Author Learning Center


  • Just KevinJust Kevin Chancellor
    I have no idea. Where is it? If you mean the Learning Centre that is.
    How Do. Pull up a chair. Would you like a cup of tea?
  • I think I spelled it correctly. There seems a lot of instructional videos on there but not much of a social aspect. I was looking for a forum, so decided to ask on here if anyone on here uses it.  

    Plainly speaking I'm shy and forgot to explain myself better. I realize I need help with my book and wanted to get someone here to friend me or tell me I posted an incorrect link. 
  • Author Learning Center is more of an information dump (I think they are paywalled too) for authors to get professional info and insight.

    If you're looking for writing advice or help, you're in the right place!
  • Just KevinJust Kevin Chancellor
    Ah, right. There's 100s if not 1000s of resources for writers on line. But do beware of ones that attempt to lead you in to buying 'help' or even towards expensive publishing services. The latter you can get here for free. The actual publishing that is. But you can also get tons of free advice on Lulu and not only within the forums.
    How Do. Pull up a chair. Would you like a cup of tea?
  • Skoob_ymSkoob_ym Librarian
    As a general rule, we on this forum are quite helpful and seldom overly brutal. If you'd care to post a bit of a story, we will certainly comment, and some of the comments will be useful.
  • Okay, Here's an excerpt from my book. ""Latest" version.  Clicky.
  • Skoob_ymSkoob_ym Librarian
    If I may...

    Before I say anything else, it is a proper story with a proper progression of correct English sentences, and we don't always see that, so thank you very much. There is a lot that could work well in the tale as it sits, though I would suggest that you review a few points...

    The grass dances in the warm breeze in celebration, back lit by the waning light of an afternoon sun. 

    I found this opening somewhat dissonant. For the grass to be back lit, we must be looking towards the sun, presumably from a very low angle. Also, it is "afternoon" which to me, with no other information, would seem to be... Two? Three? Four? But a moment later, it's dusk. Okay, you did say "waning light" but to me that suggests darkening towards evening, even twilight.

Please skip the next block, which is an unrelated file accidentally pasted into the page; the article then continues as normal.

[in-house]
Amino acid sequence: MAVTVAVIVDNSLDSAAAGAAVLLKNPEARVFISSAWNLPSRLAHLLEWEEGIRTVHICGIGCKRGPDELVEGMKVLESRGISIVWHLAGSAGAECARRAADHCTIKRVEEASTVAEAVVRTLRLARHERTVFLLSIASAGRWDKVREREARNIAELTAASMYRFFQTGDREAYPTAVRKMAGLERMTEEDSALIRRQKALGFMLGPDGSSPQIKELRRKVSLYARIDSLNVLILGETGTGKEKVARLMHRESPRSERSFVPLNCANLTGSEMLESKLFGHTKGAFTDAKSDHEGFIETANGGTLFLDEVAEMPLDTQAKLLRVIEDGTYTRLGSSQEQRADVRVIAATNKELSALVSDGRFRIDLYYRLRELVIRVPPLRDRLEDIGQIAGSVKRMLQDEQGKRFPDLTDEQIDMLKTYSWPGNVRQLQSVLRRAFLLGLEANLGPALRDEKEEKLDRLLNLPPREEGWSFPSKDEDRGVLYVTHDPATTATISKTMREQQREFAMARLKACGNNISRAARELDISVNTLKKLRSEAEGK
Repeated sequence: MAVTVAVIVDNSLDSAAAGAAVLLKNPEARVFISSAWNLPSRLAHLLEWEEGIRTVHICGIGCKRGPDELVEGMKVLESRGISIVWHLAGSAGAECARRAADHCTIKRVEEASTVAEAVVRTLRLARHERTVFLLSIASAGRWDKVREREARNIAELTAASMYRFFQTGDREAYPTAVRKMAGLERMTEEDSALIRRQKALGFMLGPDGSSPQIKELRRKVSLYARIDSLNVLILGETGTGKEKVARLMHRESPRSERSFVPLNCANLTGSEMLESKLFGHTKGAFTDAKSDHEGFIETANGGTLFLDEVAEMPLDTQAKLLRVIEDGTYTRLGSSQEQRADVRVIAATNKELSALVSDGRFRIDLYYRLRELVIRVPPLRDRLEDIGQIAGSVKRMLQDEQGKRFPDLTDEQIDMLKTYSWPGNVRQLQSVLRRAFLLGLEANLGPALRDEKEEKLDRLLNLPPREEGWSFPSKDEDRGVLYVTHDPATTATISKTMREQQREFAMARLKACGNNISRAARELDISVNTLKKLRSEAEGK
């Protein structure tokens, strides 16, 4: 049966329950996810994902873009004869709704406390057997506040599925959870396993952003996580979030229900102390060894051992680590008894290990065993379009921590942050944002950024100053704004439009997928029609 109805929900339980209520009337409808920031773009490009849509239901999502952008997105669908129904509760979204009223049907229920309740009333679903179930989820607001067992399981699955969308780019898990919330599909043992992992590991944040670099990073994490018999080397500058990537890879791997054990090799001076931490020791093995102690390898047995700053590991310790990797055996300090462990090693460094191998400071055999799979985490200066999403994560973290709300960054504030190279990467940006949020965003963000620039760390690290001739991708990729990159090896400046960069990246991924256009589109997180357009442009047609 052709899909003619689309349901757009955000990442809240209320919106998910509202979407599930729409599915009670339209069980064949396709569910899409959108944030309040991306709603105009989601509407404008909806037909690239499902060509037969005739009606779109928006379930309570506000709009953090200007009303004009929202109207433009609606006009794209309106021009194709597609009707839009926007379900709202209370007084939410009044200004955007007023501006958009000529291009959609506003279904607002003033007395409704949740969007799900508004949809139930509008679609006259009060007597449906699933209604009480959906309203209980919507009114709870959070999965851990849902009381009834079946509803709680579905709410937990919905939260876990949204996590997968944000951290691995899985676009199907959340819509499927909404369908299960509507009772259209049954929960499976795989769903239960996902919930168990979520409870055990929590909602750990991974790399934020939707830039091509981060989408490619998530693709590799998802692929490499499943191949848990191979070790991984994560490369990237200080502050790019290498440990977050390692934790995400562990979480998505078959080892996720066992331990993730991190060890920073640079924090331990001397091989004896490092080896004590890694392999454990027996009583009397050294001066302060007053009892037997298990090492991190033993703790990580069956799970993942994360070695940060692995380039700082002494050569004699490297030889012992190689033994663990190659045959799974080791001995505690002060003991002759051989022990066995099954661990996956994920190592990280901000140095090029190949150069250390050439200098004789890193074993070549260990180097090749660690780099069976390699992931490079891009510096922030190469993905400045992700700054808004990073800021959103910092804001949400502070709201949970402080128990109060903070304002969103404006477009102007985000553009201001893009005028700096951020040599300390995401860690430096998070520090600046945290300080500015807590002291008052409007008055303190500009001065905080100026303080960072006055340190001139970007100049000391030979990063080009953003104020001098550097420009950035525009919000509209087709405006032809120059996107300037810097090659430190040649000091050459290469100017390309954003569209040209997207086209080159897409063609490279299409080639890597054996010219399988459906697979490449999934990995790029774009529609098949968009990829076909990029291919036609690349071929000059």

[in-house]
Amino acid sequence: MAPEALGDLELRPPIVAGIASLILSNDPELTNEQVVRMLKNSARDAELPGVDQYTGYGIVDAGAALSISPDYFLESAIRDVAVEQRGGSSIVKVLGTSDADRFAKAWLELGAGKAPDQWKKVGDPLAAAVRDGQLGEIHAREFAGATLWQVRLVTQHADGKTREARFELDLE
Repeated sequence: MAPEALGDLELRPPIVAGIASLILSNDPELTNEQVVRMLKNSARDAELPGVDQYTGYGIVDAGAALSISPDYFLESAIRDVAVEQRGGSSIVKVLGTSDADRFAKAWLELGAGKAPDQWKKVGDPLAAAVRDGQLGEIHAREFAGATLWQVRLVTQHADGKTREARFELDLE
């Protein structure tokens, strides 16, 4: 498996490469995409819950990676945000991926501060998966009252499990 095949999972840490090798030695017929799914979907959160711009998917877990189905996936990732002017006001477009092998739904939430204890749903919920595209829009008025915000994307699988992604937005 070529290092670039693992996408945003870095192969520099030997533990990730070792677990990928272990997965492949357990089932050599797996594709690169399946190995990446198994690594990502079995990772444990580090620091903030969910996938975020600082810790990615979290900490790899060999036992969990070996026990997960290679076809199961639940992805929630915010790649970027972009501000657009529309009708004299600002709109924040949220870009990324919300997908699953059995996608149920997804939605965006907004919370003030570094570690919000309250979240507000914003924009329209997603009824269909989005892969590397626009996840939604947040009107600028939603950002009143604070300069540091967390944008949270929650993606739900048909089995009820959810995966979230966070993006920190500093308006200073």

Maybe I'm too OCD on this point, but it seems tough to get a time fix here.

    Today is special.

    After a long drought, the thirst is finally quenched with the blood of a dove.

    Quenching a thirst with the blood of a dove strongly suggests either some very dark evil, or else a sacrificial ritual of some sort. It's making the story much darker in tone than the prior sentences made it. It's early evening, and BAM! BLOOD SACRIFICE, DUDE!

    If it were me, I would lay a bit of groundwork before jumping into the blood of a dove. Perhaps either more description of the otherwise peaceful and bucolic scenery, for greater contrast, or else a sense of foreboding that leads into the ominous thirst-quenching, for foreshadowing. Something about the growing darkness, the lengthening of shadows, the slow fading of the light... And then, the ominous declaration: That this day, doves shall die.

    Two young boys walk at dusk. One is dressed in black with a black cape while the other is in white with a rainbow cape of many colors. The boy in black raises a hand to the air and points at something in the distance as it happens. Equally sharp-eyed, the boy in white sees it as well.

    It tends to bother me -- and perhaps this is just me -- when a story begins in the present tense. It does tell us the scene -- that two boys are walking by a field of tall grasses at dusk -- but it doesn't give us a place to engage in the story. We are too far removed, too distant, too remote.